EPS Packaging Achieves Grape Expectations

Expanded polystyrene packaging significantly extends the shelf life of grapes by offering moisture resistance, thermal insulation, and shock absorbency.

grapes in EPS packaging
Expanded polystyrene packaging can extend the shelf life of grapes to 120 days from 10 days in traditional corrugated packaging.
Photo courtesy of Styrotek, Inc.

Packaging and transporting table grapes can be tricky. The problem is that these delicate pieces of fruit start to deteriorate once they are picked. So packaging is crucial to maintain their freshness and prevent spoilage from the field to the produce aisle. Enter expanded polystyrene (EPS). Compared to traditional corrugated cardboard, EPS foam containers significantly extend the shelf life of grapes and protect them from damage during handling, storage, and shipping—thereby, maximizing revenue and reducing food waste—according to Styrotek, Inc., a Delano, Calif., supplier of EPS.

EPS packaging is made from polystyrene resin beads. Styrotek steams the beads, which expands them to 40-50 times their original size. It then connects and molds the expanded beads to the desired container shape. A recent study from the University of California at Davis has confirmed what Styrotek and its end users have long known: This foam packaging increases the shelf life of grapes to 120 days versus 10 days in traditional corrugated cardboard boxes. “Grape profitability can increase if the grapes are shipped in this type of foam packaging because it increases shelf life to 120 days, resulting in less damage and waste,” says Richard Lindenmuth, president and CEO of Styrotek.

About 50 percent of table grapes in the U.S. are packaged and shipped in corrugated boxes, an economical option when shipping grapes short distances. However, corrugated packaging begins to lose its durability and strength when grapes have to be transported across long distances. For example, corrugated cardboards absorbs the moisture from grapes, creating a breeding ground for bacteria. In addition, the damp boxes begin to sag after two weeks and may collapse when they are stacked on top of each other, especially in cold storage.

Expanded benefits

Unlike corrugated packaging, EPS containers can better withstand the transportation and cold storage process of grapes, Lindenmuth says. One reason why EPS substantially improves the shelf life of grapes is because the packaging doesn’t absorb humidity and encourage bacterial growth. It allows the grapes to retain their natural moisture while being stored in cold temperatures. “[EPS] does not absorb juices or act like a sponge when they have juicy grapes in the box,” Lindemuth says.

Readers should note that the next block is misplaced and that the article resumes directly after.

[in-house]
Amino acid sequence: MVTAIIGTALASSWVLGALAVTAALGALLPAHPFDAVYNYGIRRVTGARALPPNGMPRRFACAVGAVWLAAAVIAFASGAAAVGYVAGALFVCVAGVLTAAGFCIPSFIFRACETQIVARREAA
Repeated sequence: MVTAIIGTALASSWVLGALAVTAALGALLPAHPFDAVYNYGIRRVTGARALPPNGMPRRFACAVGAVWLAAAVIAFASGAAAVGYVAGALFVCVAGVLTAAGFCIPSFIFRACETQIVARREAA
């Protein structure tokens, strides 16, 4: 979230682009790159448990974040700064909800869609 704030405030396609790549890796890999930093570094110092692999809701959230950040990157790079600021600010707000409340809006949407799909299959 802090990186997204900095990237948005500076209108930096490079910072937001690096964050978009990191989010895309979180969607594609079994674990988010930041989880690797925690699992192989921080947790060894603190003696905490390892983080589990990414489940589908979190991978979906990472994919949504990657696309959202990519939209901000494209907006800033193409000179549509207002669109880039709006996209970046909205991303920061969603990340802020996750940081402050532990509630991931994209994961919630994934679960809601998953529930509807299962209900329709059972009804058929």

EPS boxes are also lightweight yet durable. Workers can easily load and unload the boxes and stack them two or three pallets high for long periods of times in cold storage without fear of them collapsing. Corrugated boxes with grapes can only be stacked about two boxes high for short periods. In addition, EPS provides high shock absorbency that cushions the grapes from impact in transit, helping to prevent damage to the product by 20% compared to corrugated packaging. These benefits allow processors to protect their workers from injury while maximizing storage, transit, and fuel costs.

Styrotek’s EPS packaging also has eco-friendly benefits. Because it is made of 98% air and 2% recyclable plastic, the packaging is 100% recyclable. Lindenmuth says it can be recycled into items such as bicycle helmets and surf boards. The packaging is also free from ozone-depleting chlorofluorocarbons, hydrochlorofluorocarbons, hydrofluorocarbons, and formaldehyde. In addition, the manufacturing process is energy efficient with the use of steam as the primary component in producing the packaging. And Styrotek recently upgraded its equipment to lower energy use, including installing new chillers and clarifiers to reduce water usage and collect and reuse water during the process.

Now that Styrotek has improved its manufacturing process, the company wants to expand its business beyond the grape industry. It has already begun supplying EPS packaging to the pharmaceutical industry and plans to create EPS boxes specifically for berries, including blueberries and strawberries. “We’re redesigning thinner, stronger, better boxes that ultimately will be greener, but it will also cost less to the end user,” Lindenmuth says.

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